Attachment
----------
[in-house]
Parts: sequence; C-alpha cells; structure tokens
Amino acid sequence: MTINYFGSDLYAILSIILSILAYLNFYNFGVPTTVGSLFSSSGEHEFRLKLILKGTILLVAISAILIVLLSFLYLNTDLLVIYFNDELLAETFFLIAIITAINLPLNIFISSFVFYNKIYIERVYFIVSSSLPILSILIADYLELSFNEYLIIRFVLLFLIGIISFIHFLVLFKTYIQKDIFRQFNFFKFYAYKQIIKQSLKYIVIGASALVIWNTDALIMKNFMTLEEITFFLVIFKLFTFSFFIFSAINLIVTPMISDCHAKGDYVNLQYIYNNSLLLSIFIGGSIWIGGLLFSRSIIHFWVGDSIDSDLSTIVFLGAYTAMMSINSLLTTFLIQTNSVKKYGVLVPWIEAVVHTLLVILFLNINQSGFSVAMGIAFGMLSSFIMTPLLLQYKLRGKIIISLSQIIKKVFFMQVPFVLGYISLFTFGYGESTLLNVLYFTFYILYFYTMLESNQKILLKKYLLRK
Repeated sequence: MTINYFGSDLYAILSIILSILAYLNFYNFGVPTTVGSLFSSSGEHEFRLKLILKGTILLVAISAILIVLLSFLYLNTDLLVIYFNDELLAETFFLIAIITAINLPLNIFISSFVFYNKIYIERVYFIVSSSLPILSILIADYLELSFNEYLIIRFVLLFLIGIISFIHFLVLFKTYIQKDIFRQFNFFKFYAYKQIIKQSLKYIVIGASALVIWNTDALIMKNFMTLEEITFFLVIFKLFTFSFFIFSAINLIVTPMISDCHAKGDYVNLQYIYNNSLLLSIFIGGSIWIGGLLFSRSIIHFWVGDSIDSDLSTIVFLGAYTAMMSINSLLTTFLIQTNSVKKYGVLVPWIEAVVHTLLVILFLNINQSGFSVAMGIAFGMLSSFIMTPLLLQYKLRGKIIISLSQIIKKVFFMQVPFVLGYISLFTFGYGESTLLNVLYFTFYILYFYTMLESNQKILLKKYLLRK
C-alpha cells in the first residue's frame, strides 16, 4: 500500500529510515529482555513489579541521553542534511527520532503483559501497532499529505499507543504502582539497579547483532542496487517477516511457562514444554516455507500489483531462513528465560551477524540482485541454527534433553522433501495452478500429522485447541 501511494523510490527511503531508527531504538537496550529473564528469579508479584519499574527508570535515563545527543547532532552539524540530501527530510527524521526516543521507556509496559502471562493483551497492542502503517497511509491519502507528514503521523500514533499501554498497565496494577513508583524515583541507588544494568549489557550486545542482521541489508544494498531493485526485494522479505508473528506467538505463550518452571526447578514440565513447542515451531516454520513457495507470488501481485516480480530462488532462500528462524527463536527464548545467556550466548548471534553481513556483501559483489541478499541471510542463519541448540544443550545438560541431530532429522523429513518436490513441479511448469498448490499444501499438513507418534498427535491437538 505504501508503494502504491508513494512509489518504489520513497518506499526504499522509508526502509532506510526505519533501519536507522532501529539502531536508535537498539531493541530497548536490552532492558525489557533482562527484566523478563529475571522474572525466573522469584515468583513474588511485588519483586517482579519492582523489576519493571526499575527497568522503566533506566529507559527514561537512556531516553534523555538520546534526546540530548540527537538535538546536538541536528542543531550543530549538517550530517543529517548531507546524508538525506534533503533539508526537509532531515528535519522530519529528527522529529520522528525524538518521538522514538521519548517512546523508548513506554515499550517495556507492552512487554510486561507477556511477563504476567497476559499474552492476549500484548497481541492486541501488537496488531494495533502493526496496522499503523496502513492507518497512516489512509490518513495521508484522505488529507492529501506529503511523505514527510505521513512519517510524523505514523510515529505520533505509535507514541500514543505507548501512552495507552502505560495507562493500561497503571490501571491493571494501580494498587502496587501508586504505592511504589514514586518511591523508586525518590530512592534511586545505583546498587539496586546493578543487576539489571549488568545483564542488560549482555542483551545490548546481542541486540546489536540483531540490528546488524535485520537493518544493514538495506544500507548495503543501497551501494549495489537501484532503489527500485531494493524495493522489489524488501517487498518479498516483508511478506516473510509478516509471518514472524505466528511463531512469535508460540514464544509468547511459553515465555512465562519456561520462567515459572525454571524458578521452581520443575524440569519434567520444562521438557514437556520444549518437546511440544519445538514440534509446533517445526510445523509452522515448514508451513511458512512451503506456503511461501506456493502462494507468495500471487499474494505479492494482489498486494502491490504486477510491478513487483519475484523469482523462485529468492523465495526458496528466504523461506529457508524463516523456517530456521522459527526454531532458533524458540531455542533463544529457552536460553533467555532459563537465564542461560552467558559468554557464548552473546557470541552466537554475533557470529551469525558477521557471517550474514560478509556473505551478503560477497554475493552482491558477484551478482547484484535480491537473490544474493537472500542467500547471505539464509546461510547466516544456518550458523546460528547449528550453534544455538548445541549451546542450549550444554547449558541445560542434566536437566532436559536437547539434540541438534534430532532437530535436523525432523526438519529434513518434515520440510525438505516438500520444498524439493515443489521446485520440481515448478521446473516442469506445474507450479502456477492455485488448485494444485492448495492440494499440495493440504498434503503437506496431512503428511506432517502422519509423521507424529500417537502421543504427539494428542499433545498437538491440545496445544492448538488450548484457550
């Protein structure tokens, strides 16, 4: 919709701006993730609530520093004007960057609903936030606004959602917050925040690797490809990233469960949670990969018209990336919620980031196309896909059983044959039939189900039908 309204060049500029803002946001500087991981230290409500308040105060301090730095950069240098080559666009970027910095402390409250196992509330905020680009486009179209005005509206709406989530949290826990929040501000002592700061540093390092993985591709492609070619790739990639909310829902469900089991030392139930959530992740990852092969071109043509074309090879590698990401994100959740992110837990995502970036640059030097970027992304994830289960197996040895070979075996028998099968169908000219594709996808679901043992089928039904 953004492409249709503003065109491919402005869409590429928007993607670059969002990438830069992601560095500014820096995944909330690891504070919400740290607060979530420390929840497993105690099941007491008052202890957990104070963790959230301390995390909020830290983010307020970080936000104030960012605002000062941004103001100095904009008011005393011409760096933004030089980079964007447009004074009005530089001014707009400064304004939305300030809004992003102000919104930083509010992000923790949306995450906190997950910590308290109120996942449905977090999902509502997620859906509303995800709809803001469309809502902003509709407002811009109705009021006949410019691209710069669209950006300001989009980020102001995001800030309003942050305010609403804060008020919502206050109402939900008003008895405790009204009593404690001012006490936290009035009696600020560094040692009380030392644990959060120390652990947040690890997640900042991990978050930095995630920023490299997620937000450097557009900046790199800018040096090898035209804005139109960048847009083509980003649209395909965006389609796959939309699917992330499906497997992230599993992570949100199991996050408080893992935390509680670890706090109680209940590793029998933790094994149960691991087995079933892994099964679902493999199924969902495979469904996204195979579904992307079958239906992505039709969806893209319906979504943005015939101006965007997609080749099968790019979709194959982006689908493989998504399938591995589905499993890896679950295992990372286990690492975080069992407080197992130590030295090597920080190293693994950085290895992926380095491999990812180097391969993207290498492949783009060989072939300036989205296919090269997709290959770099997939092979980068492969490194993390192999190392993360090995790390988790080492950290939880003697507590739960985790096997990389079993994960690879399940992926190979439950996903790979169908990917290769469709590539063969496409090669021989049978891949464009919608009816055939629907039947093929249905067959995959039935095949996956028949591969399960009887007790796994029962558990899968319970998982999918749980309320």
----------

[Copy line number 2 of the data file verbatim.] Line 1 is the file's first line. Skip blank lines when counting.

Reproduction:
Parts: sequence; C-alpha cells; structure tokens